From ‘Les Misérables’ to ‘The Hobbit,’ Holiday Movies Are Getting Longer

The top grossing holiday movies are roughly 25 minutes longer than they were two years ago

Moviegoers rushing out to catch "Django Unchained" or "The Hobbit" over New Year's should consider packing an overnight bag.

The average length of a holiday movie has been larded up by nearly 10 minutes since 2011, according to a survey of the running times of the top 10 box office films of the final weekend of the year. They ran well over two hours.

Moreover, the top 10 grossing holiday movies of 2012 were nearly 25 minutes longer than they were just two years ago.

Of the five top earners last weekend, only one film, the family flick "Parental Guidance," clocks in at under two hours. In contrast, three of those movies, "Django Unchained," "The Hobbit: An Unexpected Journey" and "Les Misérables," eat up roughly 160 minutes of ticket-buyers' time.

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And that group doesn't even take into account hits like "Skyfall" (143 minutes), "The Avengers" (143 minutes) and "The Dark Knight Rises" (165 minutes) or limited release films such as "Zero Dark Thirty" (160 minutes), all of which boast the kind of languorous pacing usually reserved for a David Lean epic.

The capacious running times are testing moviegoers' patience, as well as bladders. In the Los Angeles Times Monday, Steven Zeitchik bemoaned the series of false endings in films like "Lincoln" and "Life of Pi." He argued that several accomplished filmmakers are piling on the climaxes and prolonging the ending credits in a way that undermines the emotional impact of their word.

"Hollywood films are struggling to find the exit," Zeitchik wrote. "Stories that seem to end, end again, and then end once more. Climactic scenes wind down, then wind up. Movies that appear headed for a satisfying resolution turn away, then try to stumble back."

Also crying out for a bloodier approach in the editing suite was Variety's Josh Dickey. The swollen run times aren't just artistically necessary, he noted — they actually damage a film's box-office take.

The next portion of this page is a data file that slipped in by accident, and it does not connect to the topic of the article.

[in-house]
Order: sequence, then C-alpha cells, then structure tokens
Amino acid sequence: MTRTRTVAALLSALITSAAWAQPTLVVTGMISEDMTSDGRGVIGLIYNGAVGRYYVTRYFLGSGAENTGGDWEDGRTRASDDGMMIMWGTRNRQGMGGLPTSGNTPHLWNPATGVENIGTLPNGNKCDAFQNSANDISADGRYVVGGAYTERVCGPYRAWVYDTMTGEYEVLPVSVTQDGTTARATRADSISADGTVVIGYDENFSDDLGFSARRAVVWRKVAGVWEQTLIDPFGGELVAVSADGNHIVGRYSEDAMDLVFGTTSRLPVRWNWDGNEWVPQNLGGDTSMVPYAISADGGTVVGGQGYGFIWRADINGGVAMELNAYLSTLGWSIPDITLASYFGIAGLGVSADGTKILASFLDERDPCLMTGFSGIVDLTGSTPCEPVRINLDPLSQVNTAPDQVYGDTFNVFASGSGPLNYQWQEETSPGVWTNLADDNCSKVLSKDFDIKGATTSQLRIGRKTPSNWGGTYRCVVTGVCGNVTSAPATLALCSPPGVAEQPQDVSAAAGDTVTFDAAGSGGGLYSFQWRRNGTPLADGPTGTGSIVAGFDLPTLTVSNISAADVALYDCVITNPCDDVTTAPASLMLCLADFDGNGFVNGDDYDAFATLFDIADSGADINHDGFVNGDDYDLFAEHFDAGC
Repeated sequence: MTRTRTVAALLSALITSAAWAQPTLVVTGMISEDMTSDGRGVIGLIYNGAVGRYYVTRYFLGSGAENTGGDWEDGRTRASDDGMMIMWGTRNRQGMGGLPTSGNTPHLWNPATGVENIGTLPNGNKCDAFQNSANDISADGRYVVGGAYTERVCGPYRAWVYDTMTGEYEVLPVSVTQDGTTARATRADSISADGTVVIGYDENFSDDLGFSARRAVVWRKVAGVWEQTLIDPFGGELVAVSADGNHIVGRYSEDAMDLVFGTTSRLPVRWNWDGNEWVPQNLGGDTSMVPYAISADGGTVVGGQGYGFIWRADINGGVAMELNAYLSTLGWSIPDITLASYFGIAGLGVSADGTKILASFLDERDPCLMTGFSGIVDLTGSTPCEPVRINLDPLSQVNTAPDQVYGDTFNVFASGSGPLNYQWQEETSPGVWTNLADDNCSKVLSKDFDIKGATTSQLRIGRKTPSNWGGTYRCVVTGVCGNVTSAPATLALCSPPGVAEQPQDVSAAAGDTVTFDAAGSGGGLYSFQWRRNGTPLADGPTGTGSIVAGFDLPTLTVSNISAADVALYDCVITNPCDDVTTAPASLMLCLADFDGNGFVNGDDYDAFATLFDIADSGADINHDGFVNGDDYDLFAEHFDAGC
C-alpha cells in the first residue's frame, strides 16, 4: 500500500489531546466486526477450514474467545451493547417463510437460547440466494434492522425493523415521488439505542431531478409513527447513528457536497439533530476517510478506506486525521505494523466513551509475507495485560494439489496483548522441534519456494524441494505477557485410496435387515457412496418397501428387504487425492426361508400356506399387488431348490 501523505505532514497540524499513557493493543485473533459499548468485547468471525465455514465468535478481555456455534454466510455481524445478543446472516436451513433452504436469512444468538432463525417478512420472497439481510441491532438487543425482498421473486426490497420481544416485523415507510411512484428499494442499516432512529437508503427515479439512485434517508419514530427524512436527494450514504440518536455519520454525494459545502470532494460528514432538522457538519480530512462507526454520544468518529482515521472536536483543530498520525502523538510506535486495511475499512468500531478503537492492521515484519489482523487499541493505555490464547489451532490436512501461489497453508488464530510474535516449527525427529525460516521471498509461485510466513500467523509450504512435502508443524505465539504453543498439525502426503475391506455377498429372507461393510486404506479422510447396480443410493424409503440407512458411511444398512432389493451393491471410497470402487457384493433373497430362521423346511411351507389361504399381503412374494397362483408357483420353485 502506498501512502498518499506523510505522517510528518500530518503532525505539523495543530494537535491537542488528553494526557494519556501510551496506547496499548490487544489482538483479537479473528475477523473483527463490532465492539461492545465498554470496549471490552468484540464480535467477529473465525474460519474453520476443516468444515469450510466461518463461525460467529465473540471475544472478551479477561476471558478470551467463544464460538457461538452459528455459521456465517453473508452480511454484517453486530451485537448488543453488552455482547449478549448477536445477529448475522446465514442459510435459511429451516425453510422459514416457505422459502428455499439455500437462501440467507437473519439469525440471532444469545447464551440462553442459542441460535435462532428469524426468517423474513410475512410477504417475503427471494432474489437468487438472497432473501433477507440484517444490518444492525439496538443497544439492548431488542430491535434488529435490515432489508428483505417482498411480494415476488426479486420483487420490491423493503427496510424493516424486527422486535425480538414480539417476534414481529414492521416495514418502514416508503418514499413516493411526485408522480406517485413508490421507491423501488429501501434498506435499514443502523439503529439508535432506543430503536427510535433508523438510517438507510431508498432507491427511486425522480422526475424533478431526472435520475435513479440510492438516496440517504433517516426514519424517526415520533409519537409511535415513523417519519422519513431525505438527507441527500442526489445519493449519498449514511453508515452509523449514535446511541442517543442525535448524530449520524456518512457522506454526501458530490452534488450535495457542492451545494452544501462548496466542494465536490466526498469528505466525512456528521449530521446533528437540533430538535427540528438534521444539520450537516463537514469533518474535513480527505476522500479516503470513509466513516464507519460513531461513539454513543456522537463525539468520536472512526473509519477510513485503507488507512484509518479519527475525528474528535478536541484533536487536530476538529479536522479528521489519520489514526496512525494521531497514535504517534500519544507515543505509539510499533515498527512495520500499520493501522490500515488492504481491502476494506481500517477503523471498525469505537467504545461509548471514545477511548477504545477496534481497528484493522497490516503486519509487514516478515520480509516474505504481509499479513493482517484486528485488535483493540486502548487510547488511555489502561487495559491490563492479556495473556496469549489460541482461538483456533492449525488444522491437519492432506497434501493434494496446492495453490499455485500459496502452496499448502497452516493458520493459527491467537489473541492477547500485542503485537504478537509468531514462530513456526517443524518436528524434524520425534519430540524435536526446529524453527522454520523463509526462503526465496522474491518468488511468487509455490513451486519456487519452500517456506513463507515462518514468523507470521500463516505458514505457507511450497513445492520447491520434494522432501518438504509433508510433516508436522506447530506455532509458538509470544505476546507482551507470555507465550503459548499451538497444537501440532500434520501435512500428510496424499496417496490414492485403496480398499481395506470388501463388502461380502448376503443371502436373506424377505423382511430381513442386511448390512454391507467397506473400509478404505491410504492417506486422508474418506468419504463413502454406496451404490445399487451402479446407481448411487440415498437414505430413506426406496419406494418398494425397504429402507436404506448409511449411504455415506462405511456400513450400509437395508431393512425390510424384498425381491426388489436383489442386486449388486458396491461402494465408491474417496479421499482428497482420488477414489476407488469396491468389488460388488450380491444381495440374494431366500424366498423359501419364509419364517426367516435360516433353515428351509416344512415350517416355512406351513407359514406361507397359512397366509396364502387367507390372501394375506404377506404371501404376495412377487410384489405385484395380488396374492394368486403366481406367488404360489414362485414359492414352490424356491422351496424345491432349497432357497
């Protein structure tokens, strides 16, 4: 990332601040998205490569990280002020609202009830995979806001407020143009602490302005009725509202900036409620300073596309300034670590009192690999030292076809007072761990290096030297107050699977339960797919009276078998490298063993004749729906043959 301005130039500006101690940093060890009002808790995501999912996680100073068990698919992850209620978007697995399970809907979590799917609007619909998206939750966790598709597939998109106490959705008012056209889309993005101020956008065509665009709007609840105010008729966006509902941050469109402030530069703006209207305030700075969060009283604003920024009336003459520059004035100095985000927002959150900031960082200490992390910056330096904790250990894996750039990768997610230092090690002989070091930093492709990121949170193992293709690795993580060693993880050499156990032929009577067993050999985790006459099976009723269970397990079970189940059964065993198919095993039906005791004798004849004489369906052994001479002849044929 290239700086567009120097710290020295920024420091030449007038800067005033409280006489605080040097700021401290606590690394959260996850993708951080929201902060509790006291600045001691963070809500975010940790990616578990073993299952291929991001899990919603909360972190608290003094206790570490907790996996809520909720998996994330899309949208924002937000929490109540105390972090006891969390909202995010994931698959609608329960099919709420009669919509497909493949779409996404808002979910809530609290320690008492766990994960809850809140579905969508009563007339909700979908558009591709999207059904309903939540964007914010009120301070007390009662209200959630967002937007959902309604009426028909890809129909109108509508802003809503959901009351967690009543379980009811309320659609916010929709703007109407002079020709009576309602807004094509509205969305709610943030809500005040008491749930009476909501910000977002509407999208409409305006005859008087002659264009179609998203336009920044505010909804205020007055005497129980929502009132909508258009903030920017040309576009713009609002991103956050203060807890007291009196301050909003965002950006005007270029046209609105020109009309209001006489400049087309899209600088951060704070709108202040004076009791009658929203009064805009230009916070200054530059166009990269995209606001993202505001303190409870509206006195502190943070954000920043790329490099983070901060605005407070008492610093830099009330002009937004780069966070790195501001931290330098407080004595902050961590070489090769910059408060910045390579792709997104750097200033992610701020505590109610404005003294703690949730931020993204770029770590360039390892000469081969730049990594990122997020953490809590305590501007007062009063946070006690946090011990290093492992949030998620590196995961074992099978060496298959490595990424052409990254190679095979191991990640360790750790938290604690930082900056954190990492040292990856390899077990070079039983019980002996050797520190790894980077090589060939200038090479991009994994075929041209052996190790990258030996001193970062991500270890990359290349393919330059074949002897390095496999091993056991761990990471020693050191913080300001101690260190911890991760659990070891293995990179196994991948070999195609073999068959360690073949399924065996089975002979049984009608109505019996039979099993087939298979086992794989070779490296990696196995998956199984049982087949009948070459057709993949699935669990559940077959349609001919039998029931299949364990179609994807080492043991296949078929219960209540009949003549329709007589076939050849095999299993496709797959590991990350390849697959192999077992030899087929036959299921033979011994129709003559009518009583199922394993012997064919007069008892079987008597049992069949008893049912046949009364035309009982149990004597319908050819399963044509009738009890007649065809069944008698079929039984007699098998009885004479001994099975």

"It turns out that a long runtime causes no positive or negative reaction during a film's marketing period," Dickey wrote. "And for really big event movies, viewers sometimes feel a longer movie gave them their money's worth (call it the TGI Friday's portion-size effect). But once a film gets playing, social response suggests long length can stall its word-of-mouth momentum, usually emerging as secondary complaint — but a persistent one."

It's certainly true that exhibitors favor shorter running times for films, because it allows them to cram in more showings on a given day. Despite Dickey's fears, however, the expansive lengths of movies like "Lincoln" (145 minutes) and "Les Misérables" (157 minutes) haven't scared off moviegoers.

Both movies will likely gross more than $100 million domestically.

Overall, the domestic box office is poised to shatter records with $10.8 billion in revenue. Attendance will also likely be up 6 percent by the time 2012 wraps up.

Admittedly, surveying the top 10 grossing films of a particular calendar weekend is a small sample size, but it does appear that audiences and critics are noticing that they are checking their watches more frequently as they follow Bilbo's adventures in Middle-Earth or Jean Valjean's travails.

It's not clear, however, that this is a seasonal anomaly. A decade ago, films like "Gangs of New York" and "The Lord of the Rings: The Two Towers" similarly strained audience's endurance. The average length of the top 10 films during 2002 was 126.6 minutes, just two minutes shorter than the average this year.